A US-led naval coalition officially launched operations in Bahrain to protect shipping in the troubled waters in the Gulf, after a string of attacks that Washington and its allies have blamed on Iran.
The Navy has carried out the order of its commander in chief to counter Iran in the Middle East but in the least provocative way.
The coalition, aimed at warding off the perceived threat to the world’s oil supply, has been in the making since June. A tit for tat of impounding Irnainian and British oil tankers threatened to escalate the situation until the investigation found little evidence to support its theories.
Iran has repeatedly denied any responsibility for the mystery attacks and has put forward its own proposals for boosting Gulf security that pointedly excludes outside powers.
In an attempt to boost relations with its southern neighbour Iran and build on relations with Said Arabia, Pakistani Prime Minister Imran Khan has tried to mediate between the Saudi-US coalition aimed at dismantling Iran.
Bahrain, which hosts the US Navy’s Fifth Fleet, joined the International Maritime Security Construct (IMSC) in August. Saudi Arabia and the United Arab Emirates (UAE) followed suit in September.
Australia and Britain are the main Western countries to have agreed to send warships to escort Gulf shipping. The newest member, Albania, who receives funding from the US and Saudi Arabia also joined the coalition on Friday.
The purpose is to provide a safe route for vessels which will be escorted through the Strait of Hormuz, the strategic chokepoint at the head of the Gulf and the main artery for the transport of Middle East oil.
In August, The navy dispatched HMS Duncan, a type 45 frigate, sailed from Britain on August 12, alongside HMS Kent, which was also heading to the Gulf to replace the HMS Duncan.
Navy Suicide in the Straits of Hormuz
Political analysts in the region have suggested that the US-led coalition is attempting to choke Iran with the military might of the coalition.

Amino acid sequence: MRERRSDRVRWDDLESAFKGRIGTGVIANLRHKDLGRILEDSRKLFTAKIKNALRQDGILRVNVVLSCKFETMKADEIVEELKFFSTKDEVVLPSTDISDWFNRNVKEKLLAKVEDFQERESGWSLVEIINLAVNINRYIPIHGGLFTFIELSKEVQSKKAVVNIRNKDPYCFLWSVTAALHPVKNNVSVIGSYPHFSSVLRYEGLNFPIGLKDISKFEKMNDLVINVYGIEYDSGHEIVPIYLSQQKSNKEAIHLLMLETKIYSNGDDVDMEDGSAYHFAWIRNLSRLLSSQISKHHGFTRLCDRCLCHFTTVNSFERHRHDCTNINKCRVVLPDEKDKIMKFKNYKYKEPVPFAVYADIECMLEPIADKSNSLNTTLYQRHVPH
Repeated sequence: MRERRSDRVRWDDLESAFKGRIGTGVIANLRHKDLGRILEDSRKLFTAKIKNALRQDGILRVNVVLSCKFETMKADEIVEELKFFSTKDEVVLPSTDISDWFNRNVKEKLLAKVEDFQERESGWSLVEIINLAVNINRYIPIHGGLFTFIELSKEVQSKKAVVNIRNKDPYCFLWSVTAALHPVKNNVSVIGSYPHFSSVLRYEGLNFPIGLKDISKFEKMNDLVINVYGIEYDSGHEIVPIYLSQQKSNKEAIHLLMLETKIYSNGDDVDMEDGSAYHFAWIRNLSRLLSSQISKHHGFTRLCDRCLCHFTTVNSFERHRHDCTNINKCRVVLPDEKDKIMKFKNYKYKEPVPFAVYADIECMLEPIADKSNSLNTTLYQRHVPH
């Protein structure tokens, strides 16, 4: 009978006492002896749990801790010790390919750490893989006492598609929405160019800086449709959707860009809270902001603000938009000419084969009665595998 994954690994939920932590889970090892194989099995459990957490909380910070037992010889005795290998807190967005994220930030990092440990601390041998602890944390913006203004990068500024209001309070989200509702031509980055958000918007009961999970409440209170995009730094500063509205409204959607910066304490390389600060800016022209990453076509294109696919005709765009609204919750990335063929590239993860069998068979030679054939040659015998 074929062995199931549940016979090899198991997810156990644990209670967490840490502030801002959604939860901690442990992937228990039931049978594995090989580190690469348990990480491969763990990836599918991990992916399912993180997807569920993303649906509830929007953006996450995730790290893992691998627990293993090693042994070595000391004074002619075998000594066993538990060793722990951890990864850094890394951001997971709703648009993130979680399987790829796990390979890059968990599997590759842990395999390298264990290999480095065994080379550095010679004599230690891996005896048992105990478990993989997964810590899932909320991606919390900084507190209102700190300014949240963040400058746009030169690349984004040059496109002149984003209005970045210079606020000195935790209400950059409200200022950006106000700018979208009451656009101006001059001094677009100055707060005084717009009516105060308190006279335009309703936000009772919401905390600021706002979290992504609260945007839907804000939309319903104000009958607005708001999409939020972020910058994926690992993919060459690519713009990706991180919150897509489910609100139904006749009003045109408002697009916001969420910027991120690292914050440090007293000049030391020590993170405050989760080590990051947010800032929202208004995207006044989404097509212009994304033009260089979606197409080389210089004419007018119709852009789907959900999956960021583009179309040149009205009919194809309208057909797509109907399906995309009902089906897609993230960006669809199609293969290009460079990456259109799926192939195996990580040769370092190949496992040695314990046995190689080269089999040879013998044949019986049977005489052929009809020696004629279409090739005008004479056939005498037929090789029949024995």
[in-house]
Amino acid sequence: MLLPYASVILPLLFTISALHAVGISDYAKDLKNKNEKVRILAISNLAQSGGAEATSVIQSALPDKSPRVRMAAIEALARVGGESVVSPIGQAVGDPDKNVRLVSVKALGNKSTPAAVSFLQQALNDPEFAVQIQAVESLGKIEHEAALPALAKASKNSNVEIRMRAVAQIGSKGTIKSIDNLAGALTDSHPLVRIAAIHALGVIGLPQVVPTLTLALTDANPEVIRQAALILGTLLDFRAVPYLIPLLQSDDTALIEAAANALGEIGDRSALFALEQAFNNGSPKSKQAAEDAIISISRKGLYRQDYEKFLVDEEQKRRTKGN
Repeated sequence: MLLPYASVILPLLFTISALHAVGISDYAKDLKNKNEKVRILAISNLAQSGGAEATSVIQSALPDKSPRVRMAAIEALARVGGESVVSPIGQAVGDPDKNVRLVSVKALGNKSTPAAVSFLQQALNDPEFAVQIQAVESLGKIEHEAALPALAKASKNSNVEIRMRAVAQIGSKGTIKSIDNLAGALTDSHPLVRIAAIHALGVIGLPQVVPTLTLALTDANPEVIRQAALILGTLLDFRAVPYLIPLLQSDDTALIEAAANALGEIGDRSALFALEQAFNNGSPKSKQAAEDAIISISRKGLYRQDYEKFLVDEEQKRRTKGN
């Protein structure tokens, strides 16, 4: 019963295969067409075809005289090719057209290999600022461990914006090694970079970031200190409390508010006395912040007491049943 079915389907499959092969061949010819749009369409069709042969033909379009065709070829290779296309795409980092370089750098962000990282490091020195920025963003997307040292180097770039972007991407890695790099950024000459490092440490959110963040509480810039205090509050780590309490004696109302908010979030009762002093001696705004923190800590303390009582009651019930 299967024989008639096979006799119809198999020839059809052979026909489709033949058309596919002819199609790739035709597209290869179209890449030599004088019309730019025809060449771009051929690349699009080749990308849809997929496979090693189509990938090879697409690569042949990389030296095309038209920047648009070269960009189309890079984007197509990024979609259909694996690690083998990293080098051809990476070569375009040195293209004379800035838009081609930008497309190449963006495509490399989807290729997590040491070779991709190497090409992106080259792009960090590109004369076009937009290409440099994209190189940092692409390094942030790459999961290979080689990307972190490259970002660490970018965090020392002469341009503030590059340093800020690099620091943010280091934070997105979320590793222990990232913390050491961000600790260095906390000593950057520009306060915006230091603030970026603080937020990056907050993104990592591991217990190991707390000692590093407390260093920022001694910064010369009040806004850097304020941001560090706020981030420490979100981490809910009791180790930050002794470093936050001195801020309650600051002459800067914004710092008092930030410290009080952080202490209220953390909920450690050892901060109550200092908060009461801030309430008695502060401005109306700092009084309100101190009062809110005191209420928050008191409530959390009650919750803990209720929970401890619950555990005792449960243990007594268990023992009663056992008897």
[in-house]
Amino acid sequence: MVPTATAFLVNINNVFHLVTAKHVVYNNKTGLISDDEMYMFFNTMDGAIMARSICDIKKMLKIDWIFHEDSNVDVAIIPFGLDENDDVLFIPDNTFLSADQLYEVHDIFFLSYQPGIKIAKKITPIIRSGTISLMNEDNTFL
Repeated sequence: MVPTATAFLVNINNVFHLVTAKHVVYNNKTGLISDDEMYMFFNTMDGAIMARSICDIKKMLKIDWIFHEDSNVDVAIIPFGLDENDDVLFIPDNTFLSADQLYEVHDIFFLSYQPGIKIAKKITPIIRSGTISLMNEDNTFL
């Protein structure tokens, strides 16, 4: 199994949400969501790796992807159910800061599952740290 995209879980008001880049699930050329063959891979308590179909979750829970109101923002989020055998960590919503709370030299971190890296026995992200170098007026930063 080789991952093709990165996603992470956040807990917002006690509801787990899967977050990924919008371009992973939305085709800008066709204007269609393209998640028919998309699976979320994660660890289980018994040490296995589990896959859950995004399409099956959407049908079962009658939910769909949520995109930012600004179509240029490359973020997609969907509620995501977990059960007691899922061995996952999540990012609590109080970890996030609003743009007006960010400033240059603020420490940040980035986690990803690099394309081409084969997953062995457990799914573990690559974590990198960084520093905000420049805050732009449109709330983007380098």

Some Middle Eastern political specialists have gone as far as saying the coalition is preparing to launch a ‘shock and awe’ attack on Iran, similar to the one that started the Iraq war.
No navy warships would voluntarily sacrifice their position and enter the Strait of Hormuz without strategic placements on the ground and air around it. In military terms, it is a bottle kneck that increases the risk significantly to the ships.
US Vice Admiral Jim Malloy, commander of US Naval Forces in the Middle East, said Operation Sentinel is a defensive measure aimed at protecting Gulf waters.
“While Sentinel’s operational design is threat-based, it does not threaten,” he said during a ceremony at the IMSC’s command centre.
“We employ capable warships on patrol, but there is no offensive line of effort in this construct, other than a commitment to defend each other if attacked.
“Our commitment to the region isn’t short-lived, it is enduring, and we will operate as part of Sentinel for as long as it’s needed — as long as the threat looms.”
Most European governments have declined to participate in the naval coalition, fearful of undermining their efforts to save a landmark 2015 nuclear accord with Iran, which was badly weakened by Washington’s withdrawal last year.
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